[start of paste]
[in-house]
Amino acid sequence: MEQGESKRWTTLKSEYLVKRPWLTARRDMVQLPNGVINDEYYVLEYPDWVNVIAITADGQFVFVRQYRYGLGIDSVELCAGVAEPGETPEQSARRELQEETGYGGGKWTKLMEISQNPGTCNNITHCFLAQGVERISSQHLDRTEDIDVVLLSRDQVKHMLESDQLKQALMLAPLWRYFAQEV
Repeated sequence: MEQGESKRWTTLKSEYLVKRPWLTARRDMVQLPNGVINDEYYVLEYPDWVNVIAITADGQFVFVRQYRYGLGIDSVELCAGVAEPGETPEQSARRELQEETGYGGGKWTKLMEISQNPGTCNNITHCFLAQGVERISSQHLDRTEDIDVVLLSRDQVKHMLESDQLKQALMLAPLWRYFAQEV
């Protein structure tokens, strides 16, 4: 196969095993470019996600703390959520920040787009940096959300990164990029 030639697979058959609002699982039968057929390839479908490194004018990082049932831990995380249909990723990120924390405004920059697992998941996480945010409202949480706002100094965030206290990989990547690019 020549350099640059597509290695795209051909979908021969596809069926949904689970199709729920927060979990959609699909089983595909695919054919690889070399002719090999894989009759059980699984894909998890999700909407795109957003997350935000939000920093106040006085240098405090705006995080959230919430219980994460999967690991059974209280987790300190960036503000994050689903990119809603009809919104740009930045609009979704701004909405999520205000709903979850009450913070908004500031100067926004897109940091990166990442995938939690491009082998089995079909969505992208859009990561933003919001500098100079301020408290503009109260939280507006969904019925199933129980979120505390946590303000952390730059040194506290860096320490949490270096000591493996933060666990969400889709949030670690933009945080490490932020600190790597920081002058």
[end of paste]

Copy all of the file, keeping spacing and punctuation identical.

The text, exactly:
[in-house]
Amino acid sequence: MEQGESKRWTTLKSEYLVKRPWLTARRDMVQLPNGVINDEYYVLEYPDWVNVIAITADGQFVFVRQYRYGLGIDSVELCAGVAEPGETPEQSARRELQEETGYGGGKWTKLMEISQNPGTCNNITHCFLAQGVERISSQHLDRTEDIDVVLLSRDQVKHMLESDQLKQALMLAPLWRYFAQEV
Repeated sequence: MEQGESKRWTTLKSEYLVKRPWLTARRDMVQLPNGVINDEYYVLEYPDWVNVIAITADGQFVFVRQYRYGLGIDSVELCAGVAEPGETPEQSARRELQEETGYGGGKWTKLMEISQNPGTCNNITHCFLAQGVERISSQHLDRTEDIDVVLLSRDQVKHMLESDQLKQALMLAPLWRYFAQEV
């Protein structure tokens, strides 16, 4: 196969095993470019996600703390959520920040787009940096959300990164990029 030639697979058959609002699982039968057929390839479908490194004018990082049932831990995380249909990723990120924390405004920059697992998941996480945010409202949480706002100094965030206290990989990547690019 020549350099640059597509290695795209051909979908021969596809069926949904689970199709729920927060979990959609699909089983595909695919054919690889070399002719090999894989009759059980699984894909998890999700909407795109957003997350935000939000920093106040006085240098405090705006995080959230919430219980994460999967690991059974209280987790300190960036503000994050689903990119809603009809919104740009930045609009979704701004909405999520205000709903979850009450913070908004500031100067926004897109940091990166990442995938939690491009082998089995079909969505992208859009990561933003919001500098100079301020408290503009109260939280507006969904019925199933129980979120505390946590303000952390730059040194506290860096320490949490270096000591493996933060666990969400889709949030670690933009945080490490932020600190790597920081002058």